Is Your Terror Disproportionate to the Threat?

February 6, 2018

 

Even in the absence of physical violence abused women experience a high level of fear, which often prevents them from seeking help and from reaching out to others even when there is an invitation to do so. She is literally terrified to do or say anything that he might later discover and for which she will pay a price. Anyone who has lived with an abusive person knows that it’s generally impossible to reason with the abuser let alone resolve everyday conflicts. He lacks both the capacity and the skills to listen empathically or patiently to her distress or to see merit if her opinions differ from his. He also has to win and at the same time hold onto her. He’ll shut her down with a denigrating comment, a threat or a well-aimed missile. If she makes a ‘major’ mistake such as getting a parking fine or displays of independence to which he disagrees, she will be punished with either cold and hostile behaviours, being lectured and dressed down or a payback of some description and these punishments can go on for hours or days. If she says anything in self-defence it will trigger a resurgence and so she plays safe by laying low. Anyone observing her appeasing behaviours thinks it a shocking and unnecessary overreaction.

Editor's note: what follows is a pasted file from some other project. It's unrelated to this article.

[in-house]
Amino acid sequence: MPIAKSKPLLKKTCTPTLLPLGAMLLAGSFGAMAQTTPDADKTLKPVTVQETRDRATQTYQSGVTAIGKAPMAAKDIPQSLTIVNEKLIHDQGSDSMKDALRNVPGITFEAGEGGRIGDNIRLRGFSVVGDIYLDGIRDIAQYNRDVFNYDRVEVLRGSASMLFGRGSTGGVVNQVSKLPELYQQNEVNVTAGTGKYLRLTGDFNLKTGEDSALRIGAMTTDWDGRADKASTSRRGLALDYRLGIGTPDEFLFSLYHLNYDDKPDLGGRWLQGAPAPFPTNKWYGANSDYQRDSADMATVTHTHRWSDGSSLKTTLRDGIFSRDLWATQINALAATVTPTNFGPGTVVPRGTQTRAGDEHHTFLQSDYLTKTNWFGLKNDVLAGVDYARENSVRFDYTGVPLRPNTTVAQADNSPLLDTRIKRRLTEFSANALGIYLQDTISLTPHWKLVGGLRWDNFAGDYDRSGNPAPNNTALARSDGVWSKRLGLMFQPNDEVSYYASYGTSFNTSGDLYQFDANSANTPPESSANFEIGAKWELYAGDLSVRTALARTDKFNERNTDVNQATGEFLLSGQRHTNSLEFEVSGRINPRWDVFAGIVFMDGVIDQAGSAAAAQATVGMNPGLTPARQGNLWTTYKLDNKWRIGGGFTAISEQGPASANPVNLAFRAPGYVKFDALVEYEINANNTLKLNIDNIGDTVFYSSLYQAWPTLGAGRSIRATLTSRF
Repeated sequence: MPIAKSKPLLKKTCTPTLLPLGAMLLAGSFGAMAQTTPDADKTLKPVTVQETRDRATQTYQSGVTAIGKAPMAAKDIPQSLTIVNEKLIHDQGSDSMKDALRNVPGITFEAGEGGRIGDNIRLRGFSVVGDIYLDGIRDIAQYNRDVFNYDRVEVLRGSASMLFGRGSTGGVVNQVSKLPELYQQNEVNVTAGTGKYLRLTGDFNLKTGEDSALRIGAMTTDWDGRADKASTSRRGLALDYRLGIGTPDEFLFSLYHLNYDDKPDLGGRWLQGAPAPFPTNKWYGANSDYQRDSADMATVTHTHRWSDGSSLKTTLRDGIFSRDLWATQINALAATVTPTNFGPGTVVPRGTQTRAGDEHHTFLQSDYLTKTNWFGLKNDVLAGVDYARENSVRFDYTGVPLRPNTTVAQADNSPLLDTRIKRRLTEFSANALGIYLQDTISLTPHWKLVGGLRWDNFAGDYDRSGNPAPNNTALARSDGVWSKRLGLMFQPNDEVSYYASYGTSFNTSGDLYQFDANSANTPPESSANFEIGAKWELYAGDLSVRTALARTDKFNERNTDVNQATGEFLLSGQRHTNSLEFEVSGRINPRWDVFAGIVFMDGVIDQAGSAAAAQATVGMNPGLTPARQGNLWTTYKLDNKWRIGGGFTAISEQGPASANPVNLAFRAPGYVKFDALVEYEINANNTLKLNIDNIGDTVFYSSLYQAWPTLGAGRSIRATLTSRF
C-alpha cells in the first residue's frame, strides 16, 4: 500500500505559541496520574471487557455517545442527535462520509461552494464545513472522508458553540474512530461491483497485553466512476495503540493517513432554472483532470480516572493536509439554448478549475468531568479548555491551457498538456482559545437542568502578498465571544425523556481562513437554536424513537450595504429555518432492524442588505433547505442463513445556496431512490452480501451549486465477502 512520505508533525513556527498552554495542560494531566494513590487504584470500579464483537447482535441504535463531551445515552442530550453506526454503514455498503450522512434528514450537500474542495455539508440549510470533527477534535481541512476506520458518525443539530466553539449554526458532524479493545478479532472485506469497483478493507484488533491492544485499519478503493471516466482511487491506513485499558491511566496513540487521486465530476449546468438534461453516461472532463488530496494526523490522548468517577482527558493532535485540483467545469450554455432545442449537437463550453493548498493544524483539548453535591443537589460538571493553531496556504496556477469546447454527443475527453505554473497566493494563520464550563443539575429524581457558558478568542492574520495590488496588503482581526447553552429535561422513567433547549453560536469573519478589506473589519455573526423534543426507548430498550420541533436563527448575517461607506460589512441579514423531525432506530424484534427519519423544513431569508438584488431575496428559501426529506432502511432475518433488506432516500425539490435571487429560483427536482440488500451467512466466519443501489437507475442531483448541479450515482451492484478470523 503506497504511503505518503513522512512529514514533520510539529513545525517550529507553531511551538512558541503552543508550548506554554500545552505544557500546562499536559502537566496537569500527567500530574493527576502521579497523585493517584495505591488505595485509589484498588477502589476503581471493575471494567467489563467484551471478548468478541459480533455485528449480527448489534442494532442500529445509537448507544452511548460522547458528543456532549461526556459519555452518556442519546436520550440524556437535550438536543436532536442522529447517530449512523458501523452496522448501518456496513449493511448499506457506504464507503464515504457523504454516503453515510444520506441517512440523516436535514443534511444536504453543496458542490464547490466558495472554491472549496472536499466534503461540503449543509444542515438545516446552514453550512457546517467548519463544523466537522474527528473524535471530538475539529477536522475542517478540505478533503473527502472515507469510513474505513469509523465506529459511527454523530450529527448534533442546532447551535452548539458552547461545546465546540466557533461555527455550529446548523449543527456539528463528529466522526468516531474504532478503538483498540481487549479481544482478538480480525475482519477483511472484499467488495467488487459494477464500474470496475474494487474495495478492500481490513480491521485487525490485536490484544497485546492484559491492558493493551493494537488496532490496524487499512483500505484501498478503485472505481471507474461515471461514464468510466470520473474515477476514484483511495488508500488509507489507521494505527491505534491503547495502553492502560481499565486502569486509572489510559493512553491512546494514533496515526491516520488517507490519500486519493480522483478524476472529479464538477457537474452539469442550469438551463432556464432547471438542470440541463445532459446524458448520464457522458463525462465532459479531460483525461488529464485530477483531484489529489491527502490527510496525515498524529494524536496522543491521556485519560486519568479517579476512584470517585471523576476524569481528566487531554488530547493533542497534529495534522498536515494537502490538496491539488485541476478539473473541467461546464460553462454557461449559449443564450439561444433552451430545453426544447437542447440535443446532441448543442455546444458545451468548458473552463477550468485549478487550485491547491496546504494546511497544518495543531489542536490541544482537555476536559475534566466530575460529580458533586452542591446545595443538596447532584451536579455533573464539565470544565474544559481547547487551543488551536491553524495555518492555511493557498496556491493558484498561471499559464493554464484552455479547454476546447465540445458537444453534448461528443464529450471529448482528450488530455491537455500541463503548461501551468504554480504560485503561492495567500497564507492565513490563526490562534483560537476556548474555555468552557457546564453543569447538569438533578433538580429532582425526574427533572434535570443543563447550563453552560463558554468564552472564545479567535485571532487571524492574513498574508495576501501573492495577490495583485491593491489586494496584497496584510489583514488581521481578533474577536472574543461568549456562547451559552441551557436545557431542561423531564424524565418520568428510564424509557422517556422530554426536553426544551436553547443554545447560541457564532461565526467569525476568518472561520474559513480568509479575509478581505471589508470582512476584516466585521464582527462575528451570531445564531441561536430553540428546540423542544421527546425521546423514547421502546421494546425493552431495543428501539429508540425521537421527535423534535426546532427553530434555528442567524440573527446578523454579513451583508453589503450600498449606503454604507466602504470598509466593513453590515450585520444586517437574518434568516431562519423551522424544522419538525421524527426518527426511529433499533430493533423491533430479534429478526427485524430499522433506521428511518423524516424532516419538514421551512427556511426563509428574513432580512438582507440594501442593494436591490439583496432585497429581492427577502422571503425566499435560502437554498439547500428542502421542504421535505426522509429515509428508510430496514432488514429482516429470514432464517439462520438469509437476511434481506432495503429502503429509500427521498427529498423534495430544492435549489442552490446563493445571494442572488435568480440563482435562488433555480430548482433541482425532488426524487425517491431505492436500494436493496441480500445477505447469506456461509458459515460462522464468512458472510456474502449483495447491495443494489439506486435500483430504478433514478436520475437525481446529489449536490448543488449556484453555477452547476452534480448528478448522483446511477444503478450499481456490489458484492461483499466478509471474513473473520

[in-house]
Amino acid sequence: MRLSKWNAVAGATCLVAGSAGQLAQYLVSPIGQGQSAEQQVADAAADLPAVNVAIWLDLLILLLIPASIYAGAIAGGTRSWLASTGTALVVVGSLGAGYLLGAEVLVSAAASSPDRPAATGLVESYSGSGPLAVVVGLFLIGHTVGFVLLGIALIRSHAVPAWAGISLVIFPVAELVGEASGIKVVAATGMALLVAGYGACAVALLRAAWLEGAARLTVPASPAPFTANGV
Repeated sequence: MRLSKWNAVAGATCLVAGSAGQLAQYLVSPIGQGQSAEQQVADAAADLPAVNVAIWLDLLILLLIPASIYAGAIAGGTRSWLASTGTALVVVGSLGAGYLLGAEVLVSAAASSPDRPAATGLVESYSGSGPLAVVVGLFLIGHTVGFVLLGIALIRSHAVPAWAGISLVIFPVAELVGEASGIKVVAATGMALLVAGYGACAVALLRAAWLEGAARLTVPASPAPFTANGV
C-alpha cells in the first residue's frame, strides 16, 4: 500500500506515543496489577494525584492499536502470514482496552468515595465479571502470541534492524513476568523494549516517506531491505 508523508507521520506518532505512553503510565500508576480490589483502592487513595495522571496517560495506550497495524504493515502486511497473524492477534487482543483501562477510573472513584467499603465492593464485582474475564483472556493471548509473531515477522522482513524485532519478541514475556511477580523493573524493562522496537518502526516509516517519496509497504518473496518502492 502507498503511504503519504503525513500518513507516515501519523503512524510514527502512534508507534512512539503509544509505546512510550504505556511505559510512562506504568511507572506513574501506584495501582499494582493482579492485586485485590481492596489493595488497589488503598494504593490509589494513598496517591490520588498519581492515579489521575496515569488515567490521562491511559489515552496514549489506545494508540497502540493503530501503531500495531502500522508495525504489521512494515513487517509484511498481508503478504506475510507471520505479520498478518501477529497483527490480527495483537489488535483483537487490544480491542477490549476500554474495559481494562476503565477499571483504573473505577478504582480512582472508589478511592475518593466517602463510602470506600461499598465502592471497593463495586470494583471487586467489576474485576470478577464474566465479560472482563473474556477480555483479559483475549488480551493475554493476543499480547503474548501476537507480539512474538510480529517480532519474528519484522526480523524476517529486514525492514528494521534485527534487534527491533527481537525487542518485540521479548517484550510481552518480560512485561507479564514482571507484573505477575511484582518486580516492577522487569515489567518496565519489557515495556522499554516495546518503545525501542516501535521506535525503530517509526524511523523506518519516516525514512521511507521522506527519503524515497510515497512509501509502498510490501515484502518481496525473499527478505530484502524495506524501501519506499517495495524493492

Those she has contact with whether it’s her GP, counsellor, family or friends may suspect something is wrong but she won’t say because she can’t be sure it will remain secret and she is not wrong about that. People may say something to the abuser, even in good faith. Maybe you need to ask yourself what assurance you’d need if you were literally terrified of discovery and punishment. I suspect you would have to implicitly trust that person to keep a secret, to be understanding, non-judgemental and helpful all of which takes time to establish. Sharing more about yourself including your own stuff ups might also help because she may be feeling very alone in her worthlessness.

 

If you are being abused it is helpful to step back and really see the abuser. Don’t be swayed by what he tells you about himself but by how he behaves. What you might see is an adult having temper tantrums (like a 2-year-old) in order to get his own way. It might look frightening and he’s certainly capable of doing damage, but it is also rather pathetic. You do need to keep out of harm’s way but not cowered by these tantrums. They need to stop. Firstly though, you need to carefully evaluate his dangerousness and it needs to be realistic and based on what you know about him. If he has never hurt you physically and if he cares about how he is viewed in his community and by his friendship networks you will have more options at your disposal than if you’re with someone who lashes out mindlessly and dangerously and doesn’t care what others think. Could your fear be out of proportion to the threat? If so then that is a wonderful launching place from which to systematically and carefully break down the bars of your prison but it’s equally important to do this work with a trusted and experienced professional.

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